Another program is the World Bank’s Debt Service Suspension Initiative (DSSI), which was established on May 1st, 2020 with the endorsement of the Group of 20 Finance Ministers. In 2020, the DSSI temporarily suspended $5.7 billion in debt service payments owed by 43 countries, on the condition that the borrowers commit to direct the money to social, health, and economic pandemic relief. In total, 73 countries are eligible for the DSSI; the group comprises every IDA-eligible country and every country classified as “least developed” by the U.N. The suspension period has been extended until December 2021, but the DSSI still only provides immediate respite and not a long-term solution to debt. The G20 Finance Ministers have also endorsed a Common Framework for Debt Treatments beyond the DSSI to provide solvency support to countries on a case-by-case basis. The DSSI is a step in the right direction, but it suffers from limited scale. It makes only a small dent in the debt of the less developed world, considering that the IMF estimates that low-income countries will need some $200 billion over five years for immediate pandemic relief, $250 billion more to close the gap between rich and poor countries in pandemic recovery, and potentially another $100 billion in certain risk scenarios. Some countries have also been hesitant to join the DSSI for fear that doing so would cause downgrades in their credit rating, scaring off potential investors and threatening to increase the cost of future debt. This fear is well founded, and such rating downgrades pose a challenge to most debt relief and liquidity support initiatives.

Another key limitation of the DSSI and similar programs is that they fail to bring all of the relevant players to the table. Since the Latin American Debt Crisis, the global debt architecture has changed significantly. In the 1980s, most of the creditors lending to poor countries were foreign governments and groups from the commercial banking sector; today, the IMF, the World Bank, and multilateral development banks are among the major lenders, and private investment firms make up a far greater proportion of creditors. Today, around 27% of the total external debt of the 73 DSSI-eligible countries is owned by private investors, such as hedge funds and pension funds. Additionally, China has rapidly become the biggest bilateral lender in the world. These shifts have important implications for modern debt relief programs. Private investors have little incentive to adhere to the same sort of concessional, standardized terms to which official lenders adhere. This makes it more difficult to secure favourable repayment terms, like lower interest rates and longer maturities, on privately-held debt. Private lenders are also reluctant to suspend debt service payments, because suspending payments on bonds causes defaults; this in turn forces rating downgrades which reduce market access to the debtor countries. Whereas China has signed on as one of the major DSSI lenders, private creditors have declined to participate.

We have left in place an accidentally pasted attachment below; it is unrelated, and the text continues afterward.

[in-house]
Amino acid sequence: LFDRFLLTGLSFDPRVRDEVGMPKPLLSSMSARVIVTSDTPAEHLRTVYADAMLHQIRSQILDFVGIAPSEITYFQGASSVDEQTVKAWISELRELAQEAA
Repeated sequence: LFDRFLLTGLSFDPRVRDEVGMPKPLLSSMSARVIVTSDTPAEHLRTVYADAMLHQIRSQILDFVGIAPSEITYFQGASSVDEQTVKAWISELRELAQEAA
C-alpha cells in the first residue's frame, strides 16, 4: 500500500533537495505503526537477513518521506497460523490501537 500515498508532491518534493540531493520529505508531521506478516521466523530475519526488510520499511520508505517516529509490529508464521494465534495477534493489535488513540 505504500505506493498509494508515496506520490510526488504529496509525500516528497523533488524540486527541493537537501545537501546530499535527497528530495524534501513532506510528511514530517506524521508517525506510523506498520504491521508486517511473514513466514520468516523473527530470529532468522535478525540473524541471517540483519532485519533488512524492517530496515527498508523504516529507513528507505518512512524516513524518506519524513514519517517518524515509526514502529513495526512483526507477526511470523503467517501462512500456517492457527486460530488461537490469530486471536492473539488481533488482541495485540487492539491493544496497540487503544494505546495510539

Debt relief initiatives launched in response to the pandemic require a significant increase in scale and scope, as well as incentives for increased private sector participation. Any debt standstill that fails to include private creditors will have limited success, effectively putting money into the pockets of private creditors at the cost of taxpayers in the official creditor countries agreeing to debt relief measures. The main priority of the short-term crisis response must be increasing vaccination rates in the less developed world. The COVAX program is not expected to procure more than 20% of the vaccines needed by low-income countries, and without a rapid increase in vaccination rates, hundreds of thousands more lives will be lost. Beyond immediate relief and macroeconomic stabilization, international cooperation on long-term debt restructuring is required to decrease the global gap between the rich and poor and to put poor countries back on track to achieving their 2030 Sustainable Development targets. Some have called for long-term expansions of broad-based debt relief programs like the HIPC and the MDRI, and for wholesale debt cancellations in certain cases. The scope of some debt relief and restructuring programs could also be widened to include middle-income countries under fiscal strain, rather than focusing exclusively on low-income countries. Others have proposed sovereign-debt buybacks as a tool for reducing debt; buybacks have helped to resolve past debt crises in Latin America and Greece. Another idea, explored in more detail in a recent report from the New Climate Institute, is “debt-for-climate swaps,” similar to the debt-for-nature swaps pioneered as a response to the Latin American Debt Crisis. Such swaps would help to address indebtedness while incentivizing ambitious climate action in the poor countries most vulnerable to the effects of climate change. It has also been suggested that climate and environmental vulnerability should be taken into account in the criteria for a range of debt relief and restructuring programs, considering that climate change is increasing the cost of borrowing for many less developed countries.

Whereas the world’s wealthier nations are now well on the way to rapid recoveries from Covid-19, poorer countries are seeing dangerous surges in the Delta variant and facing the prospect of vaccine rollouts that may take years. In addition to the human cost of slow vaccine rollouts, experts worry that until the whole world is vaccinated, new variants will continue to emerge, creating new waves of infections across the globe and potentially costing trillions of dollars. The inequality already deeply entrenched in the global economy threatens to become more extreme, and this will have implications for development far beyond the end of the pandemic. In a recent blog post, IMF Managing Director Kristalina Georgieva wrote: “Poorer nations are facing a devastating double-blow: they are at risk of losing the race against the virus; and they could lose the opportunity to join a historic transformation to a new global economy built on green and digital foundations.” Even before the pandemic struck, high debt burdens in the less developed world were already undermining investment in green industry, sustainable infrastructure, and climate resilience. Covid-19 has exacerbated these challenges, threatening to derail progress for years to come. The global economy is changing rapidly, and many see this decade as a crucial tipping point in the planet’s future. There is great potential now for a just, inclusive, and sustainable economic recovery; there is also a very real possibility that many of the world’s poorer nations will be left behind. An urgent push for international solidarity and private sector accountability in relieving struggling countries from debt and investing in development may make all the difference.